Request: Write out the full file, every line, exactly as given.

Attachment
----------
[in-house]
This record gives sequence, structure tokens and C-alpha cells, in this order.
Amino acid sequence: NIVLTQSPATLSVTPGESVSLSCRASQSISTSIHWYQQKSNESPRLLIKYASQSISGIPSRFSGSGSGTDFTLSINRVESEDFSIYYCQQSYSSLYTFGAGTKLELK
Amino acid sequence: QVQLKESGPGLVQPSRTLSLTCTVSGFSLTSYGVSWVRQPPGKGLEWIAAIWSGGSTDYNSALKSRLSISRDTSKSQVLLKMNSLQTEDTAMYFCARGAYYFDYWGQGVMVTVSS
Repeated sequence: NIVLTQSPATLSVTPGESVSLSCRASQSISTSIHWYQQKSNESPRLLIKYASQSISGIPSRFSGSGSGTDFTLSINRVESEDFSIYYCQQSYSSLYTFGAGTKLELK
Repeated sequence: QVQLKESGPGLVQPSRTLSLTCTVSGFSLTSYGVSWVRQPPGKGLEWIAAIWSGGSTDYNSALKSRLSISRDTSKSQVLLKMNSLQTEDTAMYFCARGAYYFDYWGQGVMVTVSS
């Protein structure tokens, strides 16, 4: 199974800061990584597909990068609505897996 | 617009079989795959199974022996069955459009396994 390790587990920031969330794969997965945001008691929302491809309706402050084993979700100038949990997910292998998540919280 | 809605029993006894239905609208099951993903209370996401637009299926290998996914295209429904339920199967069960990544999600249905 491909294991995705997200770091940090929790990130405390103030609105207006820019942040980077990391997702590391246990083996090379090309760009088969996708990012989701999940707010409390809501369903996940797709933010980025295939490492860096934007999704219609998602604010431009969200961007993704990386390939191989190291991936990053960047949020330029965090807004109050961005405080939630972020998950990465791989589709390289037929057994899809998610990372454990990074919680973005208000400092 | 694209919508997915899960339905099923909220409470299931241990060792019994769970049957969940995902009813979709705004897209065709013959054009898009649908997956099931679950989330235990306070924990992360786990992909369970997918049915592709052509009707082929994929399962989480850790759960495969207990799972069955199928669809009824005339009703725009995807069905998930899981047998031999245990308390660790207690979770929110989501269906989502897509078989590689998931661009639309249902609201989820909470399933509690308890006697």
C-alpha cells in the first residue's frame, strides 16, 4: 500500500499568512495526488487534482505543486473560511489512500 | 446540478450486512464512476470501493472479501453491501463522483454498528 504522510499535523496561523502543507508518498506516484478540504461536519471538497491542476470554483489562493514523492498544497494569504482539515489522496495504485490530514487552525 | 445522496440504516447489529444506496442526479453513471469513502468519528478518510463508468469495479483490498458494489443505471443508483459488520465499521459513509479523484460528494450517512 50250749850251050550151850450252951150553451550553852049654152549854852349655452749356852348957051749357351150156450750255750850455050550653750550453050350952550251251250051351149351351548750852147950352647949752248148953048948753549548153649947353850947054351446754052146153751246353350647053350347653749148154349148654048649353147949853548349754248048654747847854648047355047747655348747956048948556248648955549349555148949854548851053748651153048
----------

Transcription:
[in-house]
This record gives sequence, structure tokens and C-alpha cells, in this order.
Amino acid sequence: NIVLTQSPATLSVTPGESVSLSCRASQSISTSIHWYQQKSNESPRLLIKYASQSISGIPSRFSGSGSGTDFTLSINRVESEDFSIYYCQQSYSSLYTFGAGTKLELK
Amino acid sequence: QVQLKESGPGLVQPSRTLSLTCTVSGFSLTSYGVSWVRQPPGKGLEWIAAIWSGGSTDYNSALKSRLSISRDTSKSQVLLKMNSLQTEDTAMYFCARGAYYFDYWGQGVMVTVSS
Repeated sequence: NIVLTQSPATLSVTPGESVSLSCRASQSISTSIHWYQQKSNESPRLLIKYASQSISGIPSRFSGSGSGTDFTLSINRVESEDFSIYYCQQSYSSLYTFGAGTKLELK
Repeated sequence: QVQLKESGPGLVQPSRTLSLTCTVSGFSLTSYGVSWVRQPPGKGLEWIAAIWSGGSTDYNSALKSRLSISRDTSKSQVLLKMNSLQTEDTAMYFCARGAYYFDYWGQGVMVTVSS
């Protein structure tokens, strides 16, 4: 199974800061990584597909990068609505897996 | 617009079989795959199974022996069955459009396994 390790587990920031969330794969997965945001008691929302491809309706402050084993979700100038949990997910292998998540919280 | 809605029993006894239905609208099951993903209370996401637009299926290998996914295209429904339920199967069960990544999600249905 491909294991995705997200770091940090929790990130405390103030609105207006820019942040980077990391997702590391246990083996090379090309760009088969996708990012989701999940707010409390809501369903996940797709933010980025295939490492860096934007999704219609998602604010431009969200961007993704990386390939191989190291991936990053960047949020330029965090807004109050961005405080939630972020998950990465791989589709390289037929057994899809998610990372454990990074919680973005208000400092 | 694209919508997915899960339905099923909220409470299931241990060792019994769970049957969940995902009813979709705004897209065709013959054009898009649908997956099931679950989330235990306070924990992360786990992909369970997918049915592709052509009707082929994929399962989480850790759960495969207990799972069955199928669809009824005339009703725009995807069905998930899981047998031999245990308390660790207690979770929110989501269906989502897509078989590689998931661009639309249902609201989820909470399933509690308890006697």
C-alpha cells in the first residue's frame, strides 16, 4: 500500500499568512495526488487534482505543486473560511489512500 | 446540478450486512464512476470501493472479501453491501463522483454498528 504522510499535523496561523502543507508518498506516484478540504461536519471538497491542476470554483489562493514523492498544497494569504482539515489522496495504485490530514487552525 | 445522496440504516447489529444506496442526479453513471469513502468519528478518510463508468469495479483490498458494489443505471443508483459488520465499521459513509479523484460528494450517512 50250749850251050550151850450252951150553451550553852049654152549854852349655452749356852348957051749357351150156450750255750850455050550653750550453050350952550251251250051351149351351548750852147950352647949752248148953048948753549548153649947353850947054351446754052146153751246353350647053350347653749148154349148654048649353147949853548349754248048654747847854648047355047747655348747956048948556248648955549349555148949854548851053748651153048